SAN JUAN, Puerto Rico (AP) — Gunmen killed a retired Army sergeant and three members of his family, Puerto Rico police said Tuesday. A 13-year-old son survived despite being stabbed and thrown off a bridge.
At least two suspects were involved in the fatal shooting of 67-year-old Miguel Ortiz Diaz, his wife, and his mother-in-law at the family home in the U.S. territory's upscale city of Guaynabo just southwest of the capital of San Juan, police officer Maritza Ramos said.
The suspects took two teenage sons of the couple to the neighboring city of Bayamon, where a 15-year-old son was fatally shot. A 13-year-old son survived after being stabbed and thrown over a bridge when the gun one of the attackers was using ran out of bullets, Police Superintendent Jose Caldero said. The boy was able to reach someone at a nearby house who then called 911 early Tuesday, officials said.
Two people have turned themselves in, including a 27-year-old man.
"We already have concrete evidence that he was involved in the killing," Caldero said of one of the suspects.
No charges have been filed.
Caldero said police do not have a motive yet but are investigating whether Ortiz was killed by people who were renting a house he owned and were facing eviction because they had fallen behind on the rent.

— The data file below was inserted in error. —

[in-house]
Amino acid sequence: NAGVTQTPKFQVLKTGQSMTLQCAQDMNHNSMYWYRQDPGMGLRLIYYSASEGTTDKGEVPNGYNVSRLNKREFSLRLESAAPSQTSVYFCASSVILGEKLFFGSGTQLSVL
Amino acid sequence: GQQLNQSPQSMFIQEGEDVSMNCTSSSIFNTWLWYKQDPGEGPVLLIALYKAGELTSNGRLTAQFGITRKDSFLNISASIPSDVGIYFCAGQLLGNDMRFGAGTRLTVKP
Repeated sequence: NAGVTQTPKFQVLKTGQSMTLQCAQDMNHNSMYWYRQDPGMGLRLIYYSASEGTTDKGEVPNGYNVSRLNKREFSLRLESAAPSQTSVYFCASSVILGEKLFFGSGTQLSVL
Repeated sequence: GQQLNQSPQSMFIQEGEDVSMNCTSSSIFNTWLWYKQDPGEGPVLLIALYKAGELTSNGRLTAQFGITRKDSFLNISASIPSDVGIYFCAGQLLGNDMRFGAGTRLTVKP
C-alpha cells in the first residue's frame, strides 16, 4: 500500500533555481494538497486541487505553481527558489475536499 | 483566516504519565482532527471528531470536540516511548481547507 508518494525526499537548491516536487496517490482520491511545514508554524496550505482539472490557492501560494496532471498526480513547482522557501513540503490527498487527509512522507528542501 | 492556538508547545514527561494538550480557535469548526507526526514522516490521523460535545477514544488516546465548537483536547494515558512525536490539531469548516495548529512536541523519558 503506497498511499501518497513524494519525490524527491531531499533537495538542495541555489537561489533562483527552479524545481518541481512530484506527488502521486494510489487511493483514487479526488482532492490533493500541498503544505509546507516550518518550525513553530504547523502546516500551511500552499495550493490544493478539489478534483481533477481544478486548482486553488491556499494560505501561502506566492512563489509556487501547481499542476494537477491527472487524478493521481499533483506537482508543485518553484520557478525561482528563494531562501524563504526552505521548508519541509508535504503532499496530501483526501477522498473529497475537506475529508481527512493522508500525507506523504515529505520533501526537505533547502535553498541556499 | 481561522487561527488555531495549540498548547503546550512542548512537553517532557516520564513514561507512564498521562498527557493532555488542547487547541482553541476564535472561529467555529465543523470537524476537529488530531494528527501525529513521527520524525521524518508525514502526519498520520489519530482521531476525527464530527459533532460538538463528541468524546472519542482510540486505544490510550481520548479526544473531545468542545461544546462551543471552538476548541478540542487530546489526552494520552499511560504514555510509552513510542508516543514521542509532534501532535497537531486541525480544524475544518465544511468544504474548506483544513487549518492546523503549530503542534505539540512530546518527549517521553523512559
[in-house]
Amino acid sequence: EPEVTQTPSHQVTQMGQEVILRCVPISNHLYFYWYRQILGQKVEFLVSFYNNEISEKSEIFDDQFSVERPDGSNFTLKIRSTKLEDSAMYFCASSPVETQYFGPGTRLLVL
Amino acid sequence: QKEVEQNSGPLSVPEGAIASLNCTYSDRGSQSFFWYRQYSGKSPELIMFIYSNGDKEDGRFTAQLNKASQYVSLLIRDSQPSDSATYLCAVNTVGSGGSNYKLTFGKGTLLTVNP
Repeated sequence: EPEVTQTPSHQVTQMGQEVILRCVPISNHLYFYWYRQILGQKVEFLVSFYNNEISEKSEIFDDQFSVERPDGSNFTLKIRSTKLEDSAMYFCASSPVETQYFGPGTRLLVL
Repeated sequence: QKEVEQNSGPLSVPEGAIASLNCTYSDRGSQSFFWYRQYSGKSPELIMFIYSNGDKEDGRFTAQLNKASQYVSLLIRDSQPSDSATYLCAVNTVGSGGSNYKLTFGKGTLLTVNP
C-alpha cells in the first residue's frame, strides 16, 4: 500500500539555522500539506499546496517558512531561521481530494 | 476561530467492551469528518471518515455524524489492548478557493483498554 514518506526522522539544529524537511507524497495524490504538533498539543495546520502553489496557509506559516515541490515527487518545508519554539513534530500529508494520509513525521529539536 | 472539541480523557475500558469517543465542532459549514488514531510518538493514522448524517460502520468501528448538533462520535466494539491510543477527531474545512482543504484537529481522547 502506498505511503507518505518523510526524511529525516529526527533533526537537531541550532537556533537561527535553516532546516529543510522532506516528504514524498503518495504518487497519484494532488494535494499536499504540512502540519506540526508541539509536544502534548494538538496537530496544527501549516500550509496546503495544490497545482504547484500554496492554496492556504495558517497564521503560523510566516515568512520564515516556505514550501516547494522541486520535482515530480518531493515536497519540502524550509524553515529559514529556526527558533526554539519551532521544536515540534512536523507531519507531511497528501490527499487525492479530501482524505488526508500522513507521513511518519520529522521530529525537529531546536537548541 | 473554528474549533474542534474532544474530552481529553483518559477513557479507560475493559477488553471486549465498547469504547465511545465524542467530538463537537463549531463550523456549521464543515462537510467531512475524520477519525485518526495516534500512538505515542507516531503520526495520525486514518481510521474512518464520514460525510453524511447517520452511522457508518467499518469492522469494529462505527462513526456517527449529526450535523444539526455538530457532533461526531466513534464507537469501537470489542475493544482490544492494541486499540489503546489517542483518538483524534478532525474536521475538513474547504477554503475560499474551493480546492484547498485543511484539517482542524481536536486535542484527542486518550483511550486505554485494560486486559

Ortiz had been a professor for nearly 20 years at Puerto Rico's American Military Academy, where officials held an impromptu vigil Tuesday morning.
"He was an excellent professor and colleague," Director Juan Carlos Consuegra told reporters. "He was always smiling and in a good mood. He was very cooperative. It's a strong blow to this institution."
Ortiz's two sons also attended the academy and were enrolled in eighth and ninth grade. Officials placed a bouquet of red roses near his office with a sign that read, "Stop with the Violence & Hate," and featured two pictures of Ortiz.
Maj. Carlos Cuebas, a spokesman for the U.S. Army Reserve, said a database identified Ortiz as a sergeant first class who had retired a while back.
"He was a good person who continued to serve the community," Cuebas said.